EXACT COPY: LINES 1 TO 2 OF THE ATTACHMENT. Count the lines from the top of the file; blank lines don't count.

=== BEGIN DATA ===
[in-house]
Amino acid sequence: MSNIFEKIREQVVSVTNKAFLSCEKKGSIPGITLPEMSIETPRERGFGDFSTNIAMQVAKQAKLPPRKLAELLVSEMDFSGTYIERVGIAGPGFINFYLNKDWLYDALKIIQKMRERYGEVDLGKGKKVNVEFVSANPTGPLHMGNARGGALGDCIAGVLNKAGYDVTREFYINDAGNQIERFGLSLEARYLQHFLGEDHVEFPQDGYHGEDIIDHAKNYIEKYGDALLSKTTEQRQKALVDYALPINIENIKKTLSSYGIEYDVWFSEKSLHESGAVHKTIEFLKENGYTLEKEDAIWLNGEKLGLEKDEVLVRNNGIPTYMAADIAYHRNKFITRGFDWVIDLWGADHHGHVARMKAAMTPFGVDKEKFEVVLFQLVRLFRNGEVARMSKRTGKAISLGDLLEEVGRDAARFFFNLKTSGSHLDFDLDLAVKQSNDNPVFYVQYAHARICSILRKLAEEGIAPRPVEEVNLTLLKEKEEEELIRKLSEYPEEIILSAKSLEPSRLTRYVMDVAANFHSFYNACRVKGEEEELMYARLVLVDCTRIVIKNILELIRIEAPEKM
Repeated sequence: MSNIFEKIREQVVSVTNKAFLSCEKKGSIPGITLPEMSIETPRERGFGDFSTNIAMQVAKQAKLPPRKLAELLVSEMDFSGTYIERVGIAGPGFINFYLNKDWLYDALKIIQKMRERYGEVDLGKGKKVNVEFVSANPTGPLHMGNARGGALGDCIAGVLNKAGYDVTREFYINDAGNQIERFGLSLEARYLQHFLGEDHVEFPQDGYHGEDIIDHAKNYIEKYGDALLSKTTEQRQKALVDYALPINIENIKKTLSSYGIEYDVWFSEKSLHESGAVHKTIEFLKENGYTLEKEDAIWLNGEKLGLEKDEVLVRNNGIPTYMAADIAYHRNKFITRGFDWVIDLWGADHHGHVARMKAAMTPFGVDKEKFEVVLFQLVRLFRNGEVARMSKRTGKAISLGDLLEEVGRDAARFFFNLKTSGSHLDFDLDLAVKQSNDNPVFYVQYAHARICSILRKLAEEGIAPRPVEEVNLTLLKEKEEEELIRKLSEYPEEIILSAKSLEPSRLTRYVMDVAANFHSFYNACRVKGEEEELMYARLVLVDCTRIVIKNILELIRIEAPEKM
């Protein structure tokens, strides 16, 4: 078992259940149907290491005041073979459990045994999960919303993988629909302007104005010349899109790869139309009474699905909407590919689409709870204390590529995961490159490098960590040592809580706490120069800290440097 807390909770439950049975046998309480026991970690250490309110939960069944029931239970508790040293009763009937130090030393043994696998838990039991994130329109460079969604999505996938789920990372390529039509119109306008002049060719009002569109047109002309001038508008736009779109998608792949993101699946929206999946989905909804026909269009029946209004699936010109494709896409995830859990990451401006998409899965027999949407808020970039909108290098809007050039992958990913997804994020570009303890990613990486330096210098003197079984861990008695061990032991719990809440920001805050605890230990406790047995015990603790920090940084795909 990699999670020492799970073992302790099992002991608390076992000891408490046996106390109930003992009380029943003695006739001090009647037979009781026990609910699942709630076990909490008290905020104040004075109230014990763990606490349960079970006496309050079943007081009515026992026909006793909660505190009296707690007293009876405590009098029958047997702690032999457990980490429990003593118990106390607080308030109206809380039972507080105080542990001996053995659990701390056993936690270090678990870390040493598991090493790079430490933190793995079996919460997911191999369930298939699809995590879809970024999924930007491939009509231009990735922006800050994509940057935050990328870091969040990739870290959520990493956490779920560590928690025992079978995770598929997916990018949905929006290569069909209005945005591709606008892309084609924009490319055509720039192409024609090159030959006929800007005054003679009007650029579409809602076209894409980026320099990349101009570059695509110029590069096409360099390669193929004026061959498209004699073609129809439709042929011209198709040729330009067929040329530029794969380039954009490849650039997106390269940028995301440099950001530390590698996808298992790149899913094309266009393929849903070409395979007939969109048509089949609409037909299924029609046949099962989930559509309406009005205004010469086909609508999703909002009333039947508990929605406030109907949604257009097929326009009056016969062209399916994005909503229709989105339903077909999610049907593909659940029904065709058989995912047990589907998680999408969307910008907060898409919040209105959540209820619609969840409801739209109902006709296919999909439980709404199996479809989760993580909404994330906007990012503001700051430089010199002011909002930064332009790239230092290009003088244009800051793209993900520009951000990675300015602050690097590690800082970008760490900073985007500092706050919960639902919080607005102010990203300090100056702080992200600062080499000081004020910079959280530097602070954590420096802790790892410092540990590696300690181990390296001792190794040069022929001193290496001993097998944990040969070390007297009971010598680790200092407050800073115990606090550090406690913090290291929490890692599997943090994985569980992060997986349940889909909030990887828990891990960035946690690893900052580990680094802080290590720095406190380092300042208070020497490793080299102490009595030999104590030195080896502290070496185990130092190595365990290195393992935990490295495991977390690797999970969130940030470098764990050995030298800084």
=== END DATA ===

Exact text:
[in-house]
Amino acid sequence: MSNIFEKIREQVVSVTNKAFLSCEKKGSIPGITLPEMSIETPRERGFGDFSTNIAMQVAKQAKLPPRKLAELLVSEMDFSGTYIERVGIAGPGFINFYLNKDWLYDALKIIQKMRERYGEVDLGKGKKVNVEFVSANPTGPLHMGNARGGALGDCIAGVLNKAGYDVTREFYINDAGNQIERFGLSLEARYLQHFLGEDHVEFPQDGYHGEDIIDHAKNYIEKYGDALLSKTTEQRQKALVDYALPINIENIKKTLSSYGIEYDVWFSEKSLHESGAVHKTIEFLKENGYTLEKEDAIWLNGEKLGLEKDEVLVRNNGIPTYMAADIAYHRNKFITRGFDWVIDLWGADHHGHVARMKAAMTPFGVDKEKFEVVLFQLVRLFRNGEVARMSKRTGKAISLGDLLEEVGRDAARFFFNLKTSGSHLDFDLDLAVKQSNDNPVFYVQYAHARICSILRKLAEEGIAPRPVEEVNLTLLKEKEEEELIRKLSEYPEEIILSAKSLEPSRLTRYVMDVAANFHSFYNACRVKGEEEELMYARLVLVDCTRIVIKNILELIRIEAPEKM